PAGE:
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Hopes of moving to Canada spark changes in Bangladeshi camps

Hopes of moving to Canada spark changes in Bangladeshi camps

Muslim Rohingya refugees from Myanmar are rushing to learn English, and are turning their back on old practices - early marriage and polygamy - in hopes of becoming the kind of people Canada might take for resettlement. They were inspired by Canada's acceptance of 23 Rohingyas from the camps in Bangladesh.
27 March 2007
Neer Hasim, accompanied by his family, walks through Nayapara Refugee Camp. They are looking forward to the education opportunities in their new home, Canada.

NAYAPARA REFUGEE CAMP, Bangladesh, March 27 (UNHCR) - The 16,000 refugees in this camp may have only the vaguest idea where Canada is, but they know one thing - they want to live there.

Neer Hasim, a 33-year-old father of four daughters, has been boning up on the faraway northern country because he and his family are among the 22 lucky Myanmar refugees in two miserable camps in Bangladesh who have actually been chosen for resettlement to Canada.

"It's the difference between the sky and the ground," he said, illustrating his point with dramatic hand gestures. In Nayapara Refugee Camp, "we always carry anxiety with us. Living conditions, food, freedom of movement are very limited. In Canada my whole life will change, and I can enjoy life much more."

Last year, Canada accepted 23 Muslim Rohingya refugees from Myanmar for resettlement; 13 of them left Bangladesh last December for Kitchener, Ontario. Another nine, accepted under the 2006 quota, are scheduled to leave the camps in Bangladesh soon. One baby girl, accepted with her family, tragically drowned in a domestic accident before she could leave the camp.

"This was a humanitarian gesture by Canada while we seek durable solutions for more than 26,000 Rohingyas in the two camps in Cox's Bazar - Nayapara and Kutupalong," said UNHCR's representative in Bangladesh, Pia Prytz Phiri. "We welcome any efforts that could herald some movement on ending one of our most protracted refugee situations in Asia," she added.

The Rohingyas are a minority Muslim ethnic group from northern Rakhine state who are denied citizenship within their own country. The refugees in the camps in Cox's Bazar have been languishing in sub-standard conditions since fleeing persecution by the military junta in Myanmar in 1991, with no realistic prospects of going home soon.

The 22 are seen as test cases. "They're like ambassadors in Canada," said one UNHCR staffer. "If they integrate well, Canada may take more."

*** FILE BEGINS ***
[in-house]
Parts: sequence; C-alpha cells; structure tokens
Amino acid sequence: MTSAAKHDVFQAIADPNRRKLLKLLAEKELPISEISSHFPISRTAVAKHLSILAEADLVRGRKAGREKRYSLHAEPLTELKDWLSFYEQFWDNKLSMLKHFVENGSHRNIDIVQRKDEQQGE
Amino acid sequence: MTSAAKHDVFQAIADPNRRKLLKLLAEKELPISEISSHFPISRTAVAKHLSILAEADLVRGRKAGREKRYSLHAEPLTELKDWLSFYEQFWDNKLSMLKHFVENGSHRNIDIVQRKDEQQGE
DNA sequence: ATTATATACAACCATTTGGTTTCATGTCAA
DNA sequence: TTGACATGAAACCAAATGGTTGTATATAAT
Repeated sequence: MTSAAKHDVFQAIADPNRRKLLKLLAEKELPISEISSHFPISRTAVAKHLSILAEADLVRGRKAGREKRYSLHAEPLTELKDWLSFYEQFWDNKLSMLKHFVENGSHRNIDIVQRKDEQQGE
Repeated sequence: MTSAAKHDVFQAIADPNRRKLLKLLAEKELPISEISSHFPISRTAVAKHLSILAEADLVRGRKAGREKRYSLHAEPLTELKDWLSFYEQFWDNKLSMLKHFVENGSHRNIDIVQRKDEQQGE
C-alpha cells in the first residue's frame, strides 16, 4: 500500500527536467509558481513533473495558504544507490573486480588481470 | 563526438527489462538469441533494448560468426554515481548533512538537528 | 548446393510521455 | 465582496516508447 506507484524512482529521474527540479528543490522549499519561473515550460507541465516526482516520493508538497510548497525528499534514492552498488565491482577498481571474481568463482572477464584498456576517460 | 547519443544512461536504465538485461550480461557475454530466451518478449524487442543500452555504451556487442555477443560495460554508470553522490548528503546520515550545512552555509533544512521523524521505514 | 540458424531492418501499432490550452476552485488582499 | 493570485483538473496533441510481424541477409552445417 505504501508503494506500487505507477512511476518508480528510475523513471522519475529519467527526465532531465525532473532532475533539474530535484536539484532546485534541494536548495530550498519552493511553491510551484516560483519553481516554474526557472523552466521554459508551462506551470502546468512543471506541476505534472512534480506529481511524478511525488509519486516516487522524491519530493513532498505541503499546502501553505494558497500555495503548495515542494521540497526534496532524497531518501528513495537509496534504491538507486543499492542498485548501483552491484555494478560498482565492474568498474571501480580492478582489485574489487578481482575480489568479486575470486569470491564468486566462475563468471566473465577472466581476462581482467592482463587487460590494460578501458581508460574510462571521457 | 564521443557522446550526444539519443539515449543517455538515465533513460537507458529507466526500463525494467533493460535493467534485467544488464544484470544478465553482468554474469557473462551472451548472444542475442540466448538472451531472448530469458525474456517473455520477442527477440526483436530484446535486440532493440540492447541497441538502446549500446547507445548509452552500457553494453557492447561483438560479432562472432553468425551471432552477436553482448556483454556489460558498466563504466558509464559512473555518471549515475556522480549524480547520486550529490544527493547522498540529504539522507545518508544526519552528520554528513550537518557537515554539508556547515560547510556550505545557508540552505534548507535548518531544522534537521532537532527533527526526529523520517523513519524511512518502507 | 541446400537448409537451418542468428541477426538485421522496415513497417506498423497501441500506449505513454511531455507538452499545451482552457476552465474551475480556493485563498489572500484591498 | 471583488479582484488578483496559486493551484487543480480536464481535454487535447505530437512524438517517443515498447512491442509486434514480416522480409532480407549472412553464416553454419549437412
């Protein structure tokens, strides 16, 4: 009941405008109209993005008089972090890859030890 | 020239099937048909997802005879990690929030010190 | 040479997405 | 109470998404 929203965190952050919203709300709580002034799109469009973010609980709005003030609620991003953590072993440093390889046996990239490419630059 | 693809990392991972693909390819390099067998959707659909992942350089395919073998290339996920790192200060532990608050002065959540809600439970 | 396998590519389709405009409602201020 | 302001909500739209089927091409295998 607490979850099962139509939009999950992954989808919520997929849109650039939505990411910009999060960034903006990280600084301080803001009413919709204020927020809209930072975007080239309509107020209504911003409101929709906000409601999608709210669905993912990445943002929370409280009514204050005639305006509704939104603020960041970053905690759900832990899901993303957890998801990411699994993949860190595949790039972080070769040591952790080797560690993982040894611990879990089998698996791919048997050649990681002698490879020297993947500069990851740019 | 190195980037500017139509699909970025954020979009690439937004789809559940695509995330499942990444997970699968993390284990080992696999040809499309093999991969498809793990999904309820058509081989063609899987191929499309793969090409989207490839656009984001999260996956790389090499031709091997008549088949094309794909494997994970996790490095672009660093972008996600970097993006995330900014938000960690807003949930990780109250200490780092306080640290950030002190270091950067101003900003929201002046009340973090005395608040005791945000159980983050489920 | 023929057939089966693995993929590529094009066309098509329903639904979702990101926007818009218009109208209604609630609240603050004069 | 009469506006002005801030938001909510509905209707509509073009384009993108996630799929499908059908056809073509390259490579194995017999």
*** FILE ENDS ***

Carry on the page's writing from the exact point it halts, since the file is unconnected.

That hope alone is prompting dramatic changes in the camps, as refugees try to tailor themselves into people they think Canada would want.

"The whole situation in the camps has completely changed," said Tun Nyo, UNHCR community services assistant, who visits the camps daily. She said refugees "started to learn English, even the adults started going to school. Domestic violence has been reduced, as have early marriages." Refugee leaders said they have begun to discourage polygamy as well.

"We all started to hope one day we can go to Canada," agreed an 18-year-old youth leader in Kutupalong Camp, who asked that his name not be used. "Before the resettlement programme, our parents didn't encourage education for their children. Now they encourage it very much because they understand that without education, skills and English language, the third country will never select us for resettlement."

Added a 20-year-old refugee named Mohammad: "If you see old people, now everybody has a book in his hand." One 52-year-old man is even learning his ABCs in the evening from his six-year-old son, who is a first-grader in Kutupalong's informal school.

Education is top of the list of priorities for Neer Hasim, who mourned that - as a member of a persecuted minority - he never got the chance to attend high school or go to university in Myanmar. Although he wants to work to support his family in Canada, he also hopes for a second chance at university.

He's particularly excited that his oldest girl, Shampa, 11, just finishing the last grade available in the camp school, will get a chance to go further in Canada. Even Hasim's shy wife, Rafik Hatun, 29, vowed to go to school for the first time. "I'm very excited," she said, "I want to study and learn English."

Over in Kutupalong Camp, Ayesha Khatun, 64, who's soon to depart with her only unmarried son, 25-year-old Shamsul Alam Shah, said people have told her "Canada is a nice country, a developed country, both cold and hot," unlike Bangladesh, where it is mostly hot and hotter.

Undaunted by the prospect of learning English, she said cheerfully, "I don't think it will be difficult." Then she paused and added: "It will be easier than life in a refugee camp."

By Kitty McKinsey in Nayapara Camp, Bangladesh